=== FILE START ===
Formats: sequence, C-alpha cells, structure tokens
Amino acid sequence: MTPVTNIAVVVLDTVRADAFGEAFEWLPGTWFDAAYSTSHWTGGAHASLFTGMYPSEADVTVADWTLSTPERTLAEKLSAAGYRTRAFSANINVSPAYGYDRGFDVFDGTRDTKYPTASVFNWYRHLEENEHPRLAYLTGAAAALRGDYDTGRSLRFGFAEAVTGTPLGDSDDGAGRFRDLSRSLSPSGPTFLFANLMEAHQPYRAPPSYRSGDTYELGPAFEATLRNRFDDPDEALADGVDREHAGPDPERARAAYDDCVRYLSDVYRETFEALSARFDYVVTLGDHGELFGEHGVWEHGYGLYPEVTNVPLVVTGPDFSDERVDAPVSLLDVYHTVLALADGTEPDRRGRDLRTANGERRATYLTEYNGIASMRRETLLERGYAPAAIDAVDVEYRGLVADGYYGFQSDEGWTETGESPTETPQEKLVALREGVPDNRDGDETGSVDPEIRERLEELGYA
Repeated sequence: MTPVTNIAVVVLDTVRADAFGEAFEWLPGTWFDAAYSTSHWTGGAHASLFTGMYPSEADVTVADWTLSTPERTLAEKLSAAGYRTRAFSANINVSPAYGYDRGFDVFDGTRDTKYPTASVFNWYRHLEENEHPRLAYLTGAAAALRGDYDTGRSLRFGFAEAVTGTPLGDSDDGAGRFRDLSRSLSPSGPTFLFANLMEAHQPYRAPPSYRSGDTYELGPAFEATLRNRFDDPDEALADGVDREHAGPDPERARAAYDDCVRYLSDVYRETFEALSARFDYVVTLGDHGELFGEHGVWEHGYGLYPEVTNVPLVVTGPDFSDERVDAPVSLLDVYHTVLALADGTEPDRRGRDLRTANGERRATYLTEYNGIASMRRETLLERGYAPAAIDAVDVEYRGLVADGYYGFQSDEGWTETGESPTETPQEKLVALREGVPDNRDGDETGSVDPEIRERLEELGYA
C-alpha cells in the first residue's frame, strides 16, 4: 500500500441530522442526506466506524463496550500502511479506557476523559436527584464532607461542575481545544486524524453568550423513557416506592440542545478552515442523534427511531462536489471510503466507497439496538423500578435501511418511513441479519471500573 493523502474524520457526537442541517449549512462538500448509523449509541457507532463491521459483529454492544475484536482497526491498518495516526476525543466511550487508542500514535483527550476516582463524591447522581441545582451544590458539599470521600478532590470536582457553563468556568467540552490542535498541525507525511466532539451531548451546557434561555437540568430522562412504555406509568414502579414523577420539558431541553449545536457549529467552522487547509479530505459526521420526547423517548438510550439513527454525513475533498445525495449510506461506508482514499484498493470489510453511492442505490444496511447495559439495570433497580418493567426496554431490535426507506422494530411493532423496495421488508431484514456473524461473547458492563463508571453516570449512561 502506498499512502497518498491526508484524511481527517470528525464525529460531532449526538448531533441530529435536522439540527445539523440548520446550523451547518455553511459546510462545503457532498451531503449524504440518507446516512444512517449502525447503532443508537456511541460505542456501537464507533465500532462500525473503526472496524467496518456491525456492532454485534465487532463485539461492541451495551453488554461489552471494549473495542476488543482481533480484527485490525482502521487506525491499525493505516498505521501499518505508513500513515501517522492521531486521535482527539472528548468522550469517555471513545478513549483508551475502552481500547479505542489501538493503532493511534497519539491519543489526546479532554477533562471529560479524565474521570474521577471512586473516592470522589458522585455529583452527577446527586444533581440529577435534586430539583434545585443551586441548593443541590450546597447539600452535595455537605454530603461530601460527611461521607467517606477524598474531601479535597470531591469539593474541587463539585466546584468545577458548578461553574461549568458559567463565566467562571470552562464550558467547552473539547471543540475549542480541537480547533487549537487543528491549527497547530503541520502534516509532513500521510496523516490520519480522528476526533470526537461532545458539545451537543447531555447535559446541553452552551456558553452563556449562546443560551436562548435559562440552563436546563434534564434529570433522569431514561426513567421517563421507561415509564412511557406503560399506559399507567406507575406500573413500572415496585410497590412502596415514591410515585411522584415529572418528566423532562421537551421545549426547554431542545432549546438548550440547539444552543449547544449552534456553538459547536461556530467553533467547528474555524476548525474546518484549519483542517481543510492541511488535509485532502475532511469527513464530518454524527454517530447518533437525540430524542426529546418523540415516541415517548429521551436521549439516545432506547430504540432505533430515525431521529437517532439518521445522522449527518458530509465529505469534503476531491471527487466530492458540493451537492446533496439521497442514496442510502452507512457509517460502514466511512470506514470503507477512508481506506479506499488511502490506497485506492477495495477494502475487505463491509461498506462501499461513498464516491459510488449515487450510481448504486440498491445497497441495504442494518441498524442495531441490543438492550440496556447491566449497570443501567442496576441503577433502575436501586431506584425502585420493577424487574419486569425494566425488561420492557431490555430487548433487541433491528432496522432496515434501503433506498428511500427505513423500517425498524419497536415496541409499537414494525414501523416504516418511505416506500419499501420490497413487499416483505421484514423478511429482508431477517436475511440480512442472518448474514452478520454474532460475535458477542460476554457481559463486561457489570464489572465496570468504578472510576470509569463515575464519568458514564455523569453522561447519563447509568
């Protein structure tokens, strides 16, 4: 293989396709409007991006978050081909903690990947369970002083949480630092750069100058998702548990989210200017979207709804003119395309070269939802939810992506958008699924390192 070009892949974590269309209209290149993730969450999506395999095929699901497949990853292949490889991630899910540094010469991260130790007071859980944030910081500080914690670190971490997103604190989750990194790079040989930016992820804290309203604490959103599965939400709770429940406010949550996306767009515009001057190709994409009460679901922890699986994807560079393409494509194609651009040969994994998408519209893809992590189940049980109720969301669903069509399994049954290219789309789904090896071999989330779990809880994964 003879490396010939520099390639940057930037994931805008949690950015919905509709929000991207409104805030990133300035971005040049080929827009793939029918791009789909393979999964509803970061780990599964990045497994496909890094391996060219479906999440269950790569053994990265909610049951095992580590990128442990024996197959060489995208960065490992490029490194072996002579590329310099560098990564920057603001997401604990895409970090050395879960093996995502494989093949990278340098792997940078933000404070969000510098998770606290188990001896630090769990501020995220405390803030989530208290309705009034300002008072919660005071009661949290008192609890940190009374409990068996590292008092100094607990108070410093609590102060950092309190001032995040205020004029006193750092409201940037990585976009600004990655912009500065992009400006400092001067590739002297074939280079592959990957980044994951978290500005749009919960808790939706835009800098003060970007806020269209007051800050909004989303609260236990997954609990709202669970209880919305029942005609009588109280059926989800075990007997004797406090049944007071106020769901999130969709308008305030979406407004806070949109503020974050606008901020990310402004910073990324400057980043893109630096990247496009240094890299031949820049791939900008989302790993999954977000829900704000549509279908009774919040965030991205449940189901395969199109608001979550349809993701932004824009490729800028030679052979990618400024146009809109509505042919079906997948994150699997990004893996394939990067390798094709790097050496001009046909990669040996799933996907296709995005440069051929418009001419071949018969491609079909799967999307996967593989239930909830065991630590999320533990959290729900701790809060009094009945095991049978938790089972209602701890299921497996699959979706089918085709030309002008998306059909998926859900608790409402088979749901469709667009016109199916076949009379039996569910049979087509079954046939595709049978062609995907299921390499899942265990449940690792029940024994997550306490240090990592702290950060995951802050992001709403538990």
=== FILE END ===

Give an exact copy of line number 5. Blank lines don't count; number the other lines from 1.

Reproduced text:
């Protein structure tokens, strides 16, 4: 293989396709409007991006978050081909903690990947369970002083949480630092750069100058998702548990989210200017979207709804003119395309070269939802939810992506958008699924390192 070009892949974590269309209209290149993730969450999506395999095929699901497949990853292949490889991630899910540094010469991260130790007071859980944030910081500080914690670190971490997103604190989750990194790079040989930016992820804290309203604490959103599965939400709770429940406010949550996306767009515009001057190709994409009460679901922890699986994807560079393409494509194609651009040969994994998408519209893809992590189940049980109720969301669903069509399994049954290219789309789904090896071999989330779990809880994964 003879490396010939520099390639940057930037994931805008949690950015919905509709929000991207409104805030990133300035971005040049080929827009793939029918791009789909393979999964509803970061780990599964990045497994496909890094391996060219479906999440269950790569053994990265909610049951095992580590990128442990024996197959060489995208960065490992490029490194072996002579590329310099560098990564920057603001997401604990895409970090050395879960093996995502494989093949990278340098792997940078933000404070969000510098998770606290188990001896630090769990501020995220405390803030989530208290309705009034300002008072919660005071009661949290008192609890940190009374409990068996590292008092100094607990108070410093609590102060950092309190001032995040205020004029006193750092409201940037990585976009600004990655912009500065992009400006400092001067590739002297074939280079592959990957980044994951978290500005749009919960808790939706835009800098003060970007806020269209007051800050909004989303609260236990997954609990709202669970209880919305029942005609009588109280059926989800075990007997004797406090049944007071106020769901999130969709308008305030979406407004806070949109503020974050606008901020990310402004910073990324400057980043893109630096990247496009240094890299031949820049791939900008989302790993999954977000829900704000549509279908009774919040965030991205449940189901395969199109608001979550349809993701932004824009490729800028030679052979990618400024146009809109509505042919079906997948994150699997990004893996394939990067390798094709790097050496001009046909990669040996799933996907296709995005440069051929418009001419071949018969491609079909799967999307996967593989239930909830065991630590999320533990959290729900701790809060009094009945095991049978938790089972209602701890299921497996699959979706089918085709030309002008998306059909998926859900608790409402088979749901469709667009016109199916076949009379039996569910049979087509079954046939595709049978062609995907299921390499899942265990449940690792029940024994997550306490240090990592702290950060995951802050992001709403538990």